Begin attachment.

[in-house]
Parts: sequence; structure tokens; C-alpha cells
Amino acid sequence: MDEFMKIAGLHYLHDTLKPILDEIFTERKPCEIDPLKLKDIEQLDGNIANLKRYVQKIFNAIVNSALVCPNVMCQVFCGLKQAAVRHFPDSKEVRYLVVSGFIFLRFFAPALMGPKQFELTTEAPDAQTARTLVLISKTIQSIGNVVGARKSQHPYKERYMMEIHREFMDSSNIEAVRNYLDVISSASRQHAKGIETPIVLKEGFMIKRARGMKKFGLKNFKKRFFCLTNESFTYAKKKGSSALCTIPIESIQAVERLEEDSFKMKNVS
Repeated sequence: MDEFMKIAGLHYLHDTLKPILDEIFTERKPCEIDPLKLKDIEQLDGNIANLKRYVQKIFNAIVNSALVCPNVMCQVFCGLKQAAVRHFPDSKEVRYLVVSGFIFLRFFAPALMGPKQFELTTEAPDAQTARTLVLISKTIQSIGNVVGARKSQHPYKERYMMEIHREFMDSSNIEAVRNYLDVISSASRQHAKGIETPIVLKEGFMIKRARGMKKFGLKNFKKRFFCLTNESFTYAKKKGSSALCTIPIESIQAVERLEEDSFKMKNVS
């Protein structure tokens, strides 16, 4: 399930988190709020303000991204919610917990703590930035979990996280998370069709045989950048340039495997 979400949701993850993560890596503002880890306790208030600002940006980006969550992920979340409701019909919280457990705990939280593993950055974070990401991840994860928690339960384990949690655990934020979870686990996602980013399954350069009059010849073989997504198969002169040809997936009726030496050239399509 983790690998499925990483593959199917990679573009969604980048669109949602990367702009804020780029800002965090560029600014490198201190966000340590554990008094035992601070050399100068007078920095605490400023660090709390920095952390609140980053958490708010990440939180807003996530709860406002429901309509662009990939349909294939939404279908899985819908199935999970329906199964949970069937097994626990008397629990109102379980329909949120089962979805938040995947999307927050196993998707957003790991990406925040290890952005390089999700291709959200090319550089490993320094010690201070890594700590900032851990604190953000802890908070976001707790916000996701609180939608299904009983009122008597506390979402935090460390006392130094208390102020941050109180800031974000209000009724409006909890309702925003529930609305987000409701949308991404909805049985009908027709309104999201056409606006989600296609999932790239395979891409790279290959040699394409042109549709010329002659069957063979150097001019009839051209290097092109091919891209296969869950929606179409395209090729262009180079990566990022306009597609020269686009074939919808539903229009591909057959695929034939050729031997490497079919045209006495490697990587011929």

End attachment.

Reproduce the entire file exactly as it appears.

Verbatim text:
[in-house]
Parts: sequence; structure tokens; C-alpha cells
Amino acid sequence: MDEFMKIAGLHYLHDTLKPILDEIFTERKPCEIDPLKLKDIEQLDGNIANLKRYVQKIFNAIVNSALVCPNVMCQVFCGLKQAAVRHFPDSKEVRYLVVSGFIFLRFFAPALMGPKQFELTTEAPDAQTARTLVLISKTIQSIGNVVGARKSQHPYKERYMMEIHREFMDSSNIEAVRNYLDVISSASRQHAKGIETPIVLKEGFMIKRARGMKKFGLKNFKKRFFCLTNESFTYAKKKGSSALCTIPIESIQAVERLEEDSFKMKNVS
Repeated sequence: MDEFMKIAGLHYLHDTLKPILDEIFTERKPCEIDPLKLKDIEQLDGNIANLKRYVQKIFNAIVNSALVCPNVMCQVFCGLKQAAVRHFPDSKEVRYLVVSGFIFLRFFAPALMGPKQFELTTEAPDAQTARTLVLISKTIQSIGNVVGARKSQHPYKERYMMEIHREFMDSSNIEAVRNYLDVISSASRQHAKGIETPIVLKEGFMIKRARGMKKFGLKNFKKRFFCLTNESFTYAKKKGSSALCTIPIESIQAVERLEEDSFKMKNVS
């Protein structure tokens, strides 16, 4: 399930988190709020303000991204919610917990703590930035979990996280998370069709045989950048340039495997 979400949701993850993560890596503002880890306790208030600002940006980006969550992920979340409701019909919280457990705990939280593993950055974070990401991840994860928690339960384990949690655990934020979870686990996602980013399954350069009059010849073989997504198969002169040809997936009726030496050239399509 983790690998499925990483593959199917990679573009969604980048669109949602990367702009804020780029800002965090560029600014490198201190966000340590554990008094035992601070050399100068007078920095605490400023660090709390920095952390609140980053958490708010990440939180807003996530709860406002429901309509662009990939349909294939939404279908899985819908199935999970329906199964949970069937097994626990008397629990109102379980329909949120089962979805938040995947999307927050196993998707957003790991990406925040290890952005390089999700291709959200090319550089490993320094010690201070890594700590900032851990604190953000802890908070976001707790916000996701609180939608299904009983009122008597506390979402935090460390006392130094208390102020941050109180800031974000209000009724409006909890309702925003529930609305987000409701949308991404909805049985009908027709309104999201056409606006989600296609999932790239395979891409790279290959040699394409042109549709010329002659069957063979150097001019009839051209290097092109091919891209296969869950929606179409395209090729262009180079990566990022306009597609020269686009074939919808539903229009591909057959695929034939050729031997490497079919045209006495490697990587011929």